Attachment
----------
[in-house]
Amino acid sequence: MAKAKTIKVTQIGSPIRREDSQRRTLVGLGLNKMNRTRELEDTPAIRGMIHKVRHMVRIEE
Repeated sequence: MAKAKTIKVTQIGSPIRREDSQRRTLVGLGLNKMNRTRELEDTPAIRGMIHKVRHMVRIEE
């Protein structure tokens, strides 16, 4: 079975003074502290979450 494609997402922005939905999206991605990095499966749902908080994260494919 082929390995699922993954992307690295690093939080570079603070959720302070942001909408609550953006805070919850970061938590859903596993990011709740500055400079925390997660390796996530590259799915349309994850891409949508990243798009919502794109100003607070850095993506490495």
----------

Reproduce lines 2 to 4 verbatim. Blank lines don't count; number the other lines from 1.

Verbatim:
Amino acid sequence: MAKAKTIKVTQIGSPIRREDSQRRTLVGLGLNKMNRTRELEDTPAIRGMIHKVRHMVRIEE
Repeated sequence: MAKAKTIKVTQIGSPIRREDSQRRTLVGLGLNKMNRTRELEDTPAIRGMIHKVRHMVRIEE
């Protein structure tokens, strides 16, 4: 079975003074502290979450 494609997402922005939905999206991605990095499966749902908080994260494919 082929390995699922993954992307690295690093939080570079603070959720302070942001909408609550953006805070919850970061938590859903596993990011709740500055400079925390997660390796996530590259799915349309994850891409949508990243798009919502794109100003607070850095993506490495």